This time I used the scope, and sure enough on the negative 12 volt rail, there was plenty of AC leaking in.

What do we blame here?

1) The diodes. The rectifier diodes may have failed and are letting AC into the circuit. 2) A shorted regulator, or a short downstream on the -12volt rail. Why? I have noticed that when there is too much of a load on a rail, the filtering potential of the filter caps is defeated, and they don't have the capacitance to "smooth out" the rail, because the rail is drawing too much current.

How do we check that? Do we lift a leg of the 12 volt regulator and stick our ammeter in series with the load, to see how much current the rail is drawing?

We can. I don't. I just put my finger on the regulator.

If it doesn't burn my finger within a second, then it's not drawing too much current.

Finally, option 3 is a blown filter capacitor.

That means there is no filtering going on, and this was the case.

Using my continuity ringer, I noticed that there was NO BEEP, not even for a second, no matter which way I connected my leads to the cap, and no matter how long I waited. With a 300 uF cap there should be a beep.

So I replaced the cap, and all OK: smooth power rail with the oscilloscope, nice clean sound coming out of the outputs.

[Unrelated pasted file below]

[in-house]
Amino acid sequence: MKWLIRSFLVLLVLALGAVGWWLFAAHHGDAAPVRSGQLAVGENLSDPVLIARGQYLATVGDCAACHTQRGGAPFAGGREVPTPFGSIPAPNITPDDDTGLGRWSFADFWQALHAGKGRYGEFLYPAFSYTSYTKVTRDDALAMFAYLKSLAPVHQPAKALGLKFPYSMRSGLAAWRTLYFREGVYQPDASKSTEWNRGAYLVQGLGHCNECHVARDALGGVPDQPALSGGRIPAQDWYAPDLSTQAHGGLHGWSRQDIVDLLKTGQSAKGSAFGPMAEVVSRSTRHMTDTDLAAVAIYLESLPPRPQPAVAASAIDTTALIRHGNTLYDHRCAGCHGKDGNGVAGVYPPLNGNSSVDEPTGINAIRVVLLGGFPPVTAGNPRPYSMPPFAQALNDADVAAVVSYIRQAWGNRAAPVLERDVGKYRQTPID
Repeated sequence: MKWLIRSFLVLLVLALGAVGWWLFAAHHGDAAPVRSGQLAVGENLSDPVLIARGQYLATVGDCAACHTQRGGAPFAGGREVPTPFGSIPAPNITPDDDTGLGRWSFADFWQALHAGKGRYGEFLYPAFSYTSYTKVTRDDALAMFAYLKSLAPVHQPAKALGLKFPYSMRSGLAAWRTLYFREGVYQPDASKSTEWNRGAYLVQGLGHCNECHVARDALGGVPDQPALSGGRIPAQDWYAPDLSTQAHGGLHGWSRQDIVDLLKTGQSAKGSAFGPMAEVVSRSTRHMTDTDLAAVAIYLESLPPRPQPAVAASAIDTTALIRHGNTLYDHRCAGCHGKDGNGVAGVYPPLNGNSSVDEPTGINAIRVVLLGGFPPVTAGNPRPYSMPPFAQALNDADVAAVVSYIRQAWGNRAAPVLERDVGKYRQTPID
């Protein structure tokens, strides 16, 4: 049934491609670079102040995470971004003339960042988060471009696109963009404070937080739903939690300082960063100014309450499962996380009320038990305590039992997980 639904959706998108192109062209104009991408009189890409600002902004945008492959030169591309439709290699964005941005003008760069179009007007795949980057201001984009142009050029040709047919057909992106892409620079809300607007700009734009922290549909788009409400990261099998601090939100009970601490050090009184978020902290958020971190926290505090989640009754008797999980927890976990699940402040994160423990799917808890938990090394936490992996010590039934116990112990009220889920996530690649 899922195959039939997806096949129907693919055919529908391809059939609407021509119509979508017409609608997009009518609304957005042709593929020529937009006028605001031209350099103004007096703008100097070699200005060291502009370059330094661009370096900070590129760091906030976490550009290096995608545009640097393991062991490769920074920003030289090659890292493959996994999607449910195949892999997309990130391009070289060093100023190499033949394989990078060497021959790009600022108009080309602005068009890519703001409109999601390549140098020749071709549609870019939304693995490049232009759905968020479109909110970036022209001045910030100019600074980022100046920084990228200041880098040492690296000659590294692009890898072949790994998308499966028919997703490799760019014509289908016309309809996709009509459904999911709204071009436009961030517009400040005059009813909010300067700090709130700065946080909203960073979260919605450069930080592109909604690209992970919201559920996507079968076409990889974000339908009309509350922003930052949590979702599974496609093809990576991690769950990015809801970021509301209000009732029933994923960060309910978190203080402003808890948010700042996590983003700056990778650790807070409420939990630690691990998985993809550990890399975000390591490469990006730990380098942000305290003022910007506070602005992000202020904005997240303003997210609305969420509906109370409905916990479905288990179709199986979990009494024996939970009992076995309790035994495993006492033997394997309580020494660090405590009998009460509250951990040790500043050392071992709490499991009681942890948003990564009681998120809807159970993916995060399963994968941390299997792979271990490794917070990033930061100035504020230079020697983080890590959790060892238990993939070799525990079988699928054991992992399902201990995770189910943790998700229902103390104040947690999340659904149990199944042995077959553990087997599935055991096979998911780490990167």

Walking Away From Non-Feasible Repairs

There have been successes and failures in the first week.

I purchased three drum machines for 50, was able to fix two of them with recycled parts within an hour, and they should bring in at least 150 dollars for the two of them.

I acquired a USB interface for less than 50 dollars, replaced the USB connector and did some soldering, and was able to sell it for 140 dollars.

I have acquired for free a Yamaha keyboard, and repaired that quickly, and anticipate getting 200.00 or so for it.

I repaired a dj mixer which cost 50, and anticipate selling it for 125.00.

I bought a monitor for 10 dollars, fixed it, I thought, but it failed after I put it through a few hours of testing . This is the beauty of this business model: I can walk away from an item after it becomes apparent that it's too difficult to repair... and there is no need to call a customer and tell them "sorry, your item died on the bench".

Monday, January 10, 2011